December 17, 2020

Joshua Clayton

The Louisiana “Small Succession” Procedure

The death of a family member is emotionally challenging enough without taking into consideration legal issues that often need to be addressed. Surviving heirs may decide not to file legal papers relating to the succession of the deceased (decedent) family member because of the court costs that would result from seeking a court judgment placing the heirs in possession of the decedent’s property. Problematically, the decedent remains the record owner of valuable assets, particularly, real estate. Even when the heirs reach agreement amongst themselves on how to use or transfer the property, problems arise. For example, the homeowner’s insurance company may insist on a court judgment to prove that the heir may be listed as the named insured on the insurance policy covering inherited real estate.

One solution to surviving family members’ inability to afford the costs of succession proceedings is the Louisiana “small succession” procedure. In certain situations, this procedure allows the heirs of the deceased family member to finalize the transfer of property without filing a lawsuit. Louisiana law defines a succession as “small” if either (1) the decedent died leaving property in Louisiana with a gross value of no more than $125,000, or (2) the decedent died at least 20 years ago. Notably, your deceased loved one’s succession qualifies for “small” treatment under option (2) regardless of how high or low the asset value is.

An additional requirement that often applies is that the decedent died intestate, meaning, without a will. But even if the decedent died testate–left a will–the succession still qualifies for “small” treatment if the decedent left no real estate at death, and if the will leaves the property to the same people who would have been the legal heirs in the absence of a will.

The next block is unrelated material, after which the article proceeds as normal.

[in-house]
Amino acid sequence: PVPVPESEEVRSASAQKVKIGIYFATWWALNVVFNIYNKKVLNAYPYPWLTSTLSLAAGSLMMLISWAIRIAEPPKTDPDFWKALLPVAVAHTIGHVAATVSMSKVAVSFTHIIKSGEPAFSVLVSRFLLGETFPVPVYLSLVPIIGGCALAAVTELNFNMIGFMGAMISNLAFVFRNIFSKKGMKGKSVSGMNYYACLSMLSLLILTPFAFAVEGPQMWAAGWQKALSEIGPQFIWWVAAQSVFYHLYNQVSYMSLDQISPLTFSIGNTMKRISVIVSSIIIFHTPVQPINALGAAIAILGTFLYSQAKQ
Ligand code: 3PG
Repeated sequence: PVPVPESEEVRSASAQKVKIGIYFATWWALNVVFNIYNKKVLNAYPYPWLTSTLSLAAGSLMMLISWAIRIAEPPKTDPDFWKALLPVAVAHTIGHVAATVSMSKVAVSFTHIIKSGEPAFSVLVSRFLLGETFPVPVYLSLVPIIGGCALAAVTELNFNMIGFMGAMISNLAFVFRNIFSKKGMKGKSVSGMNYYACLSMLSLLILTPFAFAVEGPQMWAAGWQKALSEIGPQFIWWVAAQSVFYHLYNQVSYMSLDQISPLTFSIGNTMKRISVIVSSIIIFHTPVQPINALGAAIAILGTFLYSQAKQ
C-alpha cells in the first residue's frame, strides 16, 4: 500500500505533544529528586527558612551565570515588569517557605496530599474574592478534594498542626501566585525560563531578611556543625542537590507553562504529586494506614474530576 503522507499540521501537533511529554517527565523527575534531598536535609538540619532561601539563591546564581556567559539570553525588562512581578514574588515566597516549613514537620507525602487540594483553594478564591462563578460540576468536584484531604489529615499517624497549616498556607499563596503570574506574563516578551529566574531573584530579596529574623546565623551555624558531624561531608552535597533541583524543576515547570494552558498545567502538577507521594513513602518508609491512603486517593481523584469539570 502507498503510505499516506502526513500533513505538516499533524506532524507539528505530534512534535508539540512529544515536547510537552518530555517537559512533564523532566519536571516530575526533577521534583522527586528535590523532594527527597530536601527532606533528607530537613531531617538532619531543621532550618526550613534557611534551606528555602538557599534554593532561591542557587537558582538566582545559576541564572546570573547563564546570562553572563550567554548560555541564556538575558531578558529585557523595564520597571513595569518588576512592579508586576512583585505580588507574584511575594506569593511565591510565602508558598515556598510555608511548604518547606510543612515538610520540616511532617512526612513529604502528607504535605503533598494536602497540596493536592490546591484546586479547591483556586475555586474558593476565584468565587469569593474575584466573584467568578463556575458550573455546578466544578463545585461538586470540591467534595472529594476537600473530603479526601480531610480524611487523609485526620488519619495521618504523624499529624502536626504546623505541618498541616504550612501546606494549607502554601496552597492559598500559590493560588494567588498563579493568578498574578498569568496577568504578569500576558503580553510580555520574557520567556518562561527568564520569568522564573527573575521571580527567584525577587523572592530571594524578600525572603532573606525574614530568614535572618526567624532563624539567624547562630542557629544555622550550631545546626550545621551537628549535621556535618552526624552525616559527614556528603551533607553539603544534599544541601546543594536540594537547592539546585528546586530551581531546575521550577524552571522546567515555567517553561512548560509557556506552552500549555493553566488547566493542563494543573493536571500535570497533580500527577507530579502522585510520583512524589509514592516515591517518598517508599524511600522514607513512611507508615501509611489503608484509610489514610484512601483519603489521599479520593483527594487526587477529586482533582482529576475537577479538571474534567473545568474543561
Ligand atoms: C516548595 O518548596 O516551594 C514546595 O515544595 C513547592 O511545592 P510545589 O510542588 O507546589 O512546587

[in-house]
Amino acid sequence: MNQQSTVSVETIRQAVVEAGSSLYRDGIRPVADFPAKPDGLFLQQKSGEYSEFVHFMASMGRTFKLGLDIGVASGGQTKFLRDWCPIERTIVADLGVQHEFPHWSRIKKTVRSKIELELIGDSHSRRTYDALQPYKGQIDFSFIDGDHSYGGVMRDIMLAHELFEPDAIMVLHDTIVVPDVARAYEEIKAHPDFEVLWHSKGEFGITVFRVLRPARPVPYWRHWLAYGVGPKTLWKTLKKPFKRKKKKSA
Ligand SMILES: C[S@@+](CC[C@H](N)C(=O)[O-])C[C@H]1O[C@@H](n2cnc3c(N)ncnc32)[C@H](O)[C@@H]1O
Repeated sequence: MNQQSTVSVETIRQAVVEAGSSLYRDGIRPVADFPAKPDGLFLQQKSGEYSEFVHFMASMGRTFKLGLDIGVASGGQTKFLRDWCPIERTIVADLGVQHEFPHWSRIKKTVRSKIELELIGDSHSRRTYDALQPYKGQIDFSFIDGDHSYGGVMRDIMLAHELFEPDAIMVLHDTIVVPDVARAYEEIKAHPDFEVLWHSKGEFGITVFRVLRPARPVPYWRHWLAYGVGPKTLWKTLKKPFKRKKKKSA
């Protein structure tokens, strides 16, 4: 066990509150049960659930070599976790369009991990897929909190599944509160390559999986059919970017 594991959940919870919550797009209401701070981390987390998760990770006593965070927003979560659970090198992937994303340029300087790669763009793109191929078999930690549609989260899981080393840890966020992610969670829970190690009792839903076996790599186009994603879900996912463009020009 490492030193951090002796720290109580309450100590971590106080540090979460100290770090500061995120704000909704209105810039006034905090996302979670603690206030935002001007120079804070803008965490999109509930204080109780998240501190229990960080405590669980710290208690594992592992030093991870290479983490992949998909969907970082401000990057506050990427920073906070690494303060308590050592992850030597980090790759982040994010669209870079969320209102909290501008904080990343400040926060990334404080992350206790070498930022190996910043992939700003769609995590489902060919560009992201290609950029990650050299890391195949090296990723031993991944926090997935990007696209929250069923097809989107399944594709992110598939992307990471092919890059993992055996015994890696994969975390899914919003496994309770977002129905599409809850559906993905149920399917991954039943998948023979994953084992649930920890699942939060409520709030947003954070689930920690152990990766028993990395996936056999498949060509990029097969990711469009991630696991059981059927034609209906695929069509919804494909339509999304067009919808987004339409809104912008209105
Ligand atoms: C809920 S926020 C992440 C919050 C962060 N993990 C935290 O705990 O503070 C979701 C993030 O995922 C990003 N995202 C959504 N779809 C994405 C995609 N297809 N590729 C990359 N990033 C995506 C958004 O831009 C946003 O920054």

If a succession meets the above definition of “small,” the decedent died intestate, and there are no heirs other than descendants, ascendants, brothers or sisters, nieces or nephews, or a surviving spouse, a lawsuit need not be filed. Instead, two people with knowledge of the relevant facts can execute an affidavit, attach a certified copy of the death certificate, and record the affidavit in the conveyance records of a parish where any real estate left by the decedent is situated. The identity of the two people who must sign the affidavit depends on whether the decedent has a surviving spouse and the number of heirs. The affidavit needs to include several specific pieces of information such as a list of property the decedent left at death, the value of each item of property, and the names and addresses of the heirs. The affidavit must satisfy somewhat different requirements for those “small” successions where the decedent left a will.

Louisiana law provides that when the small succession affidavit is properly executed, it is “full and sufficient authority for the payment or delivery of any money or property of the deceased described in the affidavit to the heirs of the deceased and the surviving spouse in community” by any bank or any person who has the property in his possession or control.

Small successions that do not qualify for the affidavit procedure require a succession proceeding to be filed in court. Still, if the succession is valued at less than $125,000, court costs will be cheaper: only one-half the court costs in similar proceedings in larger successions (but the minimum total court cost is $5).

In short, if there is real estate or other valuable inherited property in your family but you haven’t filed legal papers, you may be able to use the small succession procedure to bring your family certainty and closure at an affordable price.


Affidavit, Notary, Real Estate, Succession, Will

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